When did the journey begin?
Maya Dizack and Michael McGuire take a moment to settle on an answer. Friends since eighth grade in Racine, Wisconsin, and fellow students in UVM’s Rubenstein School of Environment and Natural Resources, they teamed up on an ambitious Mississippi River project this summer. While Dizack paddled the river, monitoring water quality along the way, McGuire drove the land route as support and photo/video documentarian.
May 24 or May 25? Well, technically, on the 24th Dizack put her kayak in the narrow stream flowing from Lake Itasca, the mighty Mississippi’s meek origin. But her hull immediately cracked. So, a day and a drive to the boat repair shop in Bemidji later, the paddle south began, officially, on May 25.
This was adventure with a purpose, driven by concern over pervasive microplastics in the environment. Their trip happened to coincide with publication of a study published in Environmental Science and Technology indicating the average person ingests at least 50,000 particles of microplastics a year and inhales a similar quantity. (CNN estimated that’s equivalent to eating a credit card every week.) Dizack gathered water samples along the length of the river, as both students helped spread awareness via social media and in conversations with the people they met, partnering with the 1 Mississippi river advocacy group.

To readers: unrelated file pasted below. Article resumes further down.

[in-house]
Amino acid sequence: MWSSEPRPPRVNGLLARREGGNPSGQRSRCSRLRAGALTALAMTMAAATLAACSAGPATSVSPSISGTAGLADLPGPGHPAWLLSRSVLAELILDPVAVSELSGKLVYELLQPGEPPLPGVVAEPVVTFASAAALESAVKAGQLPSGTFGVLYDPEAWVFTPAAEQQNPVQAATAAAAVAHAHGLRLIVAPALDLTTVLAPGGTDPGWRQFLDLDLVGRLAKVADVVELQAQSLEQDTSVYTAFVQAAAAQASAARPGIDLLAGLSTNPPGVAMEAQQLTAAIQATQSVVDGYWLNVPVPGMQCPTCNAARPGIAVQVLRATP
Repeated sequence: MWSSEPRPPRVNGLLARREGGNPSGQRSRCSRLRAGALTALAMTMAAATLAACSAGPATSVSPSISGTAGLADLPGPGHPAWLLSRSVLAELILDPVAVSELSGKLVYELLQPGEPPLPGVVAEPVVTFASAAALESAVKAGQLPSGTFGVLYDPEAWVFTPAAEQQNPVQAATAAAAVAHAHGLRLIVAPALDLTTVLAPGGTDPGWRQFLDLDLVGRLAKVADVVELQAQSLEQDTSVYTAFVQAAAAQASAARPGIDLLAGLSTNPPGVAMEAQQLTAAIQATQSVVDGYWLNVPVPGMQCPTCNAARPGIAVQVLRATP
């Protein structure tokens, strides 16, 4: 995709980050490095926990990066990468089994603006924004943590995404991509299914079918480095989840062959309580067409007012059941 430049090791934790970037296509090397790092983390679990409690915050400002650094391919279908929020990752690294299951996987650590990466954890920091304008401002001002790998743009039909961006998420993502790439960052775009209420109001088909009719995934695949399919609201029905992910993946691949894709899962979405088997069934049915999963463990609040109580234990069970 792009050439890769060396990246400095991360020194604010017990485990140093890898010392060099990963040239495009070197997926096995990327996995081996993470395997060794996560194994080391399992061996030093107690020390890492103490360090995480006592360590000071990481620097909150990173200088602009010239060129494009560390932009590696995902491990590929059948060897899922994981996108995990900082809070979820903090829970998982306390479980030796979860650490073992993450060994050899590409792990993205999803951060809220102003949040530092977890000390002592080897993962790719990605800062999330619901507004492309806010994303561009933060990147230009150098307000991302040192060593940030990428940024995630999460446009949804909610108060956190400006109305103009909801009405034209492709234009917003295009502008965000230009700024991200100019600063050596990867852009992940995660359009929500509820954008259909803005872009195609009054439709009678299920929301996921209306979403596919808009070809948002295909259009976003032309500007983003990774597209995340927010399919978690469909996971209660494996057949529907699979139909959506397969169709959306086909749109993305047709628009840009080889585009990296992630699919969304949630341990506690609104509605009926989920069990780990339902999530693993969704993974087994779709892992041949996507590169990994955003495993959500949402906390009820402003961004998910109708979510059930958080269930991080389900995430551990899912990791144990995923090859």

Field science is seldom simple; but Hurricane Barry and epic flooding added particular challenge. Dizack recalls a day when a super-cell storm churned up fast, black clouds turning purple, lightning bolts. The nearest dry land was the exposed rise of a broken levee; on the other side, miles of submerged cornfield. On that day and others, Dizack found her way to safety thanks to the help of strangers, “river angels” in paddler parlance. Looking back on the trip, she counts those human interactions among her best memories. “Those people are…” Dizack says, and McGuire finishes the sentence, “so kind.”
Though Dizack pulled her boat from the water on July 25 at the point where the Atchafalya River branches from the Mississippi, 150 miles north of New Orleans, this summer project continues. Freezers in the Aiken Center hold many one-liter bottles of Mississippi River water to analyze for microplastics, and McGuire’s laptop holds hours and hours of video to be edited into the story of a summer of work on and for America’s iconic river.